Beat the oil and vinegar or lemon juice with some salt and pepper in a bowl. Stir in the parsley, chopped tomatoes and hard-boiled egg and pour over the vegetables, turning them so they absorb the dressing well.


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This is the great festive and Christmas Eve dish of Madrid that is now popular in other parts of Spain. I ate it in Asturias, in a restaurant called La Arcea.

Serves 4


one large sea bream (weighing about 2kg), gutted and scaled


1 onion, peeled, halved and sliced

6 tbsp extra virgin olive oil

8-12 waxy potatoes, peeled

a good pinch of saffron threads

250ml Albariño or other fruity dry white wine such as Riesling

1 lemon, thinly sliced

2 garlic cloves, peeled and crushed

2 tbsp fine breadcrumbs

2 tbsp chopped flat-leaf parsley


Rinse the sea bream and season inside and out with salt.

Sauté the onion in 1 tbsp of the extra virgin olive oil over a medium heat until soft and golden, then put in a baking dish large enough to hold the fi sh lined with foil. Boil the potatoes in salted water for 10 minutes, drain and cut them into thick slices. Add them to the onions, drizzle over 3 tbsp of the oil, add the pinch of saffron threads and a little salt, and mix gently. Then pour in the wine.

Rub the top of the fish with 1 tbsp of the oil and place it in the baking dish with the potatoes around it. Slash it in two places at the thickest end. Cut 1 thin slice of lemon in half and insert a half in each cut. Put 1 lemon slice inside the fish and the rest on top of the potatoes.

Mix the remaining 1 tbsp of olive oil with the garlic cloves, breadcrumbs and 1 tablespoon of the fl at-leaf parsley, and sprinkle this mixture over the fi sh. Put the fish in an oven preheated to 250C/gas 9 to roast for 30 to 35 minutes, or until the fi sh is cooked (test using the point of a knife in the thickest part – the fl esh should be opaque right through to the bone) and the potatoes are tender. Serve sprinkled with the remaining parsley.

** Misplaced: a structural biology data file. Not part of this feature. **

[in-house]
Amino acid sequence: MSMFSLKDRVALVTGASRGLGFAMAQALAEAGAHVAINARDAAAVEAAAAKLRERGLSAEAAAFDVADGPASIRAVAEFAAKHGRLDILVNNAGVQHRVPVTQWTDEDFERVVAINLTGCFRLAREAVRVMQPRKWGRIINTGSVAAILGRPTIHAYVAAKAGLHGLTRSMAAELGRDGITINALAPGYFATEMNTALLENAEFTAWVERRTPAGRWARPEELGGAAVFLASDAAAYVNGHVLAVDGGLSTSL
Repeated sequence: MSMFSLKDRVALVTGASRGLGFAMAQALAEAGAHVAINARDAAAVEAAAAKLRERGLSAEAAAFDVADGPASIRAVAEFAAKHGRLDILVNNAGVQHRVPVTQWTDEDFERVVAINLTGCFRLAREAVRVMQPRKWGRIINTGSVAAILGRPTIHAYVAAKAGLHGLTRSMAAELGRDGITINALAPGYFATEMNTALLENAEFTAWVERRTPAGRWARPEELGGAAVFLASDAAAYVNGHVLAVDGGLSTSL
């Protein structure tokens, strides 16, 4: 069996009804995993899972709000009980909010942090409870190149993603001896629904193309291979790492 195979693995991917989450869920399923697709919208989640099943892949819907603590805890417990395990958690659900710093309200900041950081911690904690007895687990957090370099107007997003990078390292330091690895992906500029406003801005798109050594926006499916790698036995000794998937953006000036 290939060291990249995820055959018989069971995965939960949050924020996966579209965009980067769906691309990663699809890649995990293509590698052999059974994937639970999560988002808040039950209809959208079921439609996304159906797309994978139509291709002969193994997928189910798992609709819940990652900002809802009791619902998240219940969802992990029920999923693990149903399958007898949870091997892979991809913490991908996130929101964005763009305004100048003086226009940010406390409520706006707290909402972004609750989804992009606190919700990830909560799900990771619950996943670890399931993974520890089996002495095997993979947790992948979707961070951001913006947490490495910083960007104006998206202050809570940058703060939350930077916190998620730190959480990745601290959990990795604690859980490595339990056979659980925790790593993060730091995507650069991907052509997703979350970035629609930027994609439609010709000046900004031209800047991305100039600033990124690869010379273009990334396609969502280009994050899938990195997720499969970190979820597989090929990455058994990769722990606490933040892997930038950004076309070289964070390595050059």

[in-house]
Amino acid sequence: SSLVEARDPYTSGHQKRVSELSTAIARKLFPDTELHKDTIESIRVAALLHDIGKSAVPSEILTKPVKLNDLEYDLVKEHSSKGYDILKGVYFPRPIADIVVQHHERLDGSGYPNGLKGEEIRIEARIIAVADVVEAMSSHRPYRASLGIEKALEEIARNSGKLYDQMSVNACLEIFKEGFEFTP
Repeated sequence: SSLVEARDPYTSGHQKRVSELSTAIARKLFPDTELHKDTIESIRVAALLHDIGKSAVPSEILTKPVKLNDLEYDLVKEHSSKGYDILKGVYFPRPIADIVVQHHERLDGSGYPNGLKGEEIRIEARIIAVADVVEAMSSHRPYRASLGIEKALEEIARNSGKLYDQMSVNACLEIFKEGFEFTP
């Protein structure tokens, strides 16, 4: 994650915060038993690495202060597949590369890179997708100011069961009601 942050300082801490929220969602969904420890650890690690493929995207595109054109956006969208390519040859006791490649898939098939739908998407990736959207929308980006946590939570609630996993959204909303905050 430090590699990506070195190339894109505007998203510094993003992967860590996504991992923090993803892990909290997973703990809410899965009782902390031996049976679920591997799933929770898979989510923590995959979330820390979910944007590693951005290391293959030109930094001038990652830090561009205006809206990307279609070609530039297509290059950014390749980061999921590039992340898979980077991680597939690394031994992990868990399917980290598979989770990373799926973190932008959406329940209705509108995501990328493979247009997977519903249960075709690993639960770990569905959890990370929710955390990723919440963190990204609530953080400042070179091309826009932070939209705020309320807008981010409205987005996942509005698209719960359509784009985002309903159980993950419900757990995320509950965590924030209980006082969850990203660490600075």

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The combination of a slightly salty goat’s cheese with fragrant honey is surprising and exquisite. I tasted it in Andalusia but it is also made elsewhere.

Serves 4


about 75g fi ne matzo meal, for dredging

4 slices (about 200g) of hard goat’s cheese about 1cm thick

2 large egg yolks, lightly beaten

2 tbsp olive oil, for frying

a pot of orange-blossom honey, to pass round


Put a good layer of matzo meal on a plate. Turn the slices of goat’s cheese in the egg yolks and use your fingers to cover them well with the yolks, being careful not to break them. Lay the cheese on top of the matzo meal and sprinkle with more matzo meal so that the slices are well covered.

Fry the cheese slices in medium-hot oil in a non-stick frying pan for 1 to 2 minutes on each side, turning them over very carefully with a spatula, until golden on both sides. Lift them out and serve immediately.

Pass the honey round for people to help themselves.